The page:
Welcome to The Fast Diet › The official Fast forums › Mind › Coping strategies for hunger › Not so much Hungry as food obsessed
This topic contains 21 replies, has 19 voices, and was last updated by MissCLR 4 years, 5 months ago.
Viewing 22 posts - 1 through 22 (of 22 total)
9 Jul 13
Has anyone else found that on a fast day you end up thinking about food more and more opposed to actually being hungry for some? It seems to me that food is taking up a lot of thinking time opposed to hunger pangs or anything else.
That is how I feel – I said exactly that to my partner yesterday. I seem to miss the act of eating more than being actually hungry! I just keep telling myself ‘tomorrow’, and it works.
old habbits die hard and yes in the early days i was always thinking of what goodies i could have the next day, the tv would drive me crazy with all the fast food adds! funny enough though when my normal eating day came around i no longer craved those goodies.
over time ive found on this plan my eating habbits have changed and so have my cravings, i think much less about food on my fast days now, keeping yourself busy and drinking plenty of liquid helps no end. xx
8 Aug 13
Oh how I know what you mean about the obsession thing. i also suffer from mouth hunger as opposed to being hungry. It is very early days for me yet an dI think that once i get used to it I will be fine. Also found that going out of the house helped too (no kitchen nearby).
20 Aug 13
yes, I definitely obsess about foods but it seems to be getting better. if there is something I want, I just remind myself that I can have that on an off day. Right now I’m craving this artichoke, spinach dip w/wheat thins that I made the other day. I’m counting down the hours that I can enjoy food again but not overdue it. I think key to success in this diet is to not overindulge on non-fast days, so I try not to obsess but still track those calories during the day. It’s amazing how one meal out (for me it was a breakfast: eggs, hasbrowns and pancakes) was nearly 1000 calories. I didn’t realize until I was home how bad it was. This is almost my full amount of calories on a non-fast day and it will only make you gain the weight right back that you had lost if you overindulge. I settled for a Boca Burger 90 calories for supper after that!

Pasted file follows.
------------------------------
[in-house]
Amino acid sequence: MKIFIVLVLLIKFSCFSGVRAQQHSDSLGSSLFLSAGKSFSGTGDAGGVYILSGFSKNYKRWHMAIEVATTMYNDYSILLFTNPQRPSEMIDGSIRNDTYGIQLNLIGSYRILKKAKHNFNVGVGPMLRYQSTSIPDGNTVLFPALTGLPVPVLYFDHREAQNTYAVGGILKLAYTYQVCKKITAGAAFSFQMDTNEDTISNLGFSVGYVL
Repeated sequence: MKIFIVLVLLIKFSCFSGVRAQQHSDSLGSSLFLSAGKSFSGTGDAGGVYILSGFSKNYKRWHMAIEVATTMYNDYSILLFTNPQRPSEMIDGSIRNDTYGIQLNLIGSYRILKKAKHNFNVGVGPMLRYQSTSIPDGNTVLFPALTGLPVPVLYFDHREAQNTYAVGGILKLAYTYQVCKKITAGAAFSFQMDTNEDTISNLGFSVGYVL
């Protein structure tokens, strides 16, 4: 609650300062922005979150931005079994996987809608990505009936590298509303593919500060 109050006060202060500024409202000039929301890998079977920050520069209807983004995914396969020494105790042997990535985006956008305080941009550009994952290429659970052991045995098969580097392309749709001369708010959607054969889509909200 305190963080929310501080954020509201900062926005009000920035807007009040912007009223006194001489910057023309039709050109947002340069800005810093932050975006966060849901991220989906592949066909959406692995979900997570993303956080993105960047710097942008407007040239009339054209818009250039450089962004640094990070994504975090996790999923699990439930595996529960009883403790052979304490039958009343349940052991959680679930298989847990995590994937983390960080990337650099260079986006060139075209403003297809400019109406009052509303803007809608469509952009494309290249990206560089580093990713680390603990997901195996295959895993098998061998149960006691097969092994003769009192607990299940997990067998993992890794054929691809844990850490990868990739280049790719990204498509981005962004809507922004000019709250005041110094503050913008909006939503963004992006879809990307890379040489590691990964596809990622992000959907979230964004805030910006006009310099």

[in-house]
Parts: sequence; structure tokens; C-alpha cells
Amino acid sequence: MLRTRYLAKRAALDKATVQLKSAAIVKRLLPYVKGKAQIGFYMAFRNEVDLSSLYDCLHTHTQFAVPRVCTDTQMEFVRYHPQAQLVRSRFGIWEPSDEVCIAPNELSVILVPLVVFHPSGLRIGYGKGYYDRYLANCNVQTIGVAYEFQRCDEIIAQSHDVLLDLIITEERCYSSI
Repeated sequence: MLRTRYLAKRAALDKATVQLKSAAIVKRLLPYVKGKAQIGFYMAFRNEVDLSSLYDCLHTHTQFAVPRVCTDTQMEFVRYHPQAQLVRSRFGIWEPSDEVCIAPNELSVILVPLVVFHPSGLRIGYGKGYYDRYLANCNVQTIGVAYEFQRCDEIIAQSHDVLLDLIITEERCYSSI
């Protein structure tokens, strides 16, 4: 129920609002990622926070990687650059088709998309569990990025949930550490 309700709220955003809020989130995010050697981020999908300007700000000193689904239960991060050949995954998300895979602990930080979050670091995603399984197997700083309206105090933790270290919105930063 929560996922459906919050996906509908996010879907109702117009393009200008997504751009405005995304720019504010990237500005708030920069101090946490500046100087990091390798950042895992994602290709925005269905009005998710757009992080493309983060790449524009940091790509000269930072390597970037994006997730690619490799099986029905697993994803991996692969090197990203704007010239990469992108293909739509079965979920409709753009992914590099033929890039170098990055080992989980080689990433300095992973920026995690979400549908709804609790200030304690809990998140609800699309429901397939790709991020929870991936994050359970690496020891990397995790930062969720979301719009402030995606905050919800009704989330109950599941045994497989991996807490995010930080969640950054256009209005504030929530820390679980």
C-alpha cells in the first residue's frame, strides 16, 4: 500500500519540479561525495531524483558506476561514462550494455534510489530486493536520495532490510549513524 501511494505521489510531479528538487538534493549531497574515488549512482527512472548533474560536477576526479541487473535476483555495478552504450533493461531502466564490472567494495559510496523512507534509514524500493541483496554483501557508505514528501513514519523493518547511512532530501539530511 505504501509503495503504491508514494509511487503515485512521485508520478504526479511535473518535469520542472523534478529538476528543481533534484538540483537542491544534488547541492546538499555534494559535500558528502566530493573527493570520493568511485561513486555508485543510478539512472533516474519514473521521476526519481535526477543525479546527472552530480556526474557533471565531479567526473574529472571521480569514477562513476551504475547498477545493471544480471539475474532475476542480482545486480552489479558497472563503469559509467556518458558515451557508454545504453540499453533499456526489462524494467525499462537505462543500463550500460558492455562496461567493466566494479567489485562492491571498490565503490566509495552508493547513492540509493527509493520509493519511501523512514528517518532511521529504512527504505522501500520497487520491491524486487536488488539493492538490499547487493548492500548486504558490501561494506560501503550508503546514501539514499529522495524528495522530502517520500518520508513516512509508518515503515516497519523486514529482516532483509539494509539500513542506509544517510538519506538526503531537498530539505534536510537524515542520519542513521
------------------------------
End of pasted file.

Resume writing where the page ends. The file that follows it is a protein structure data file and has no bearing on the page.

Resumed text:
3 Sep 13
Hello everybody, first time poster long time reader here. I have just had my 9th fast day and I did it hard. I read something in the fast diet book about food obsession – it’s referred to as habituation, I think. Obsessing about food is totally normal and OK. I have found that I rarely want what I have been obsessing about the day after a fast. I have driven past McDs and KFC without a glance on non-fast days after fantasising about it just the day before on a fast day. Give yourself permission to think about food – enjoy thinking about it. I actually bake and make my family a lovely meal on many of my fast days – I don’t feel deprived because there’s always tomorrow. I don’t fear my hunger anymore – a fear of being hungry has kept me chubby for over two decades. And before fast diet, I used to think about food (and eat it) all the time anyway, so continuing to think about it while losing weight has to be better than that!
4 Sep 13
I have also had the same obsessive thoughts on fast days. And like peppa, I had them before and still do. I’m OK with that. It’s a victory every time I finish a fast day.
27 Jan 14
Absolutley! On my first fast day I had a few hunger pangs which I managed to ward off but food was on my mind, even after I ate dinner. I just wanted more. It really is a case of mind over matter.
I think you are right SammyJ I rarely get hunger pangs but once I start to think about food I want some! Mind over matter definitely. Keep busy it passes I find.
Actually, I feel exactly the opposite. I find fast days kind of liberating as I do not have to think about food. But this might as well come from my histroy with Weight Watchers where all my thoguths constantly 24/7 criceld around thoughts like “What am I allowed to eat today?”, “How many points might the lunch of colleauge ABC have… wow, and why is he sooo slim, though?” or “Shoot, cinema is on Saturdays but I won’t have any points left. I’ll skip that!” so that I actually felt relieved when starting the fast diet as I hadn’t to endure all those thoughts all the time.
Maybe it might be easier for you, if you just start in a fast day with the right mindset, thinking about it as what it is a fast day and therefore try to remind you that you can be free from thinking about food. Sorry, can’t come up with anything better than that. But you will find a solution over timer.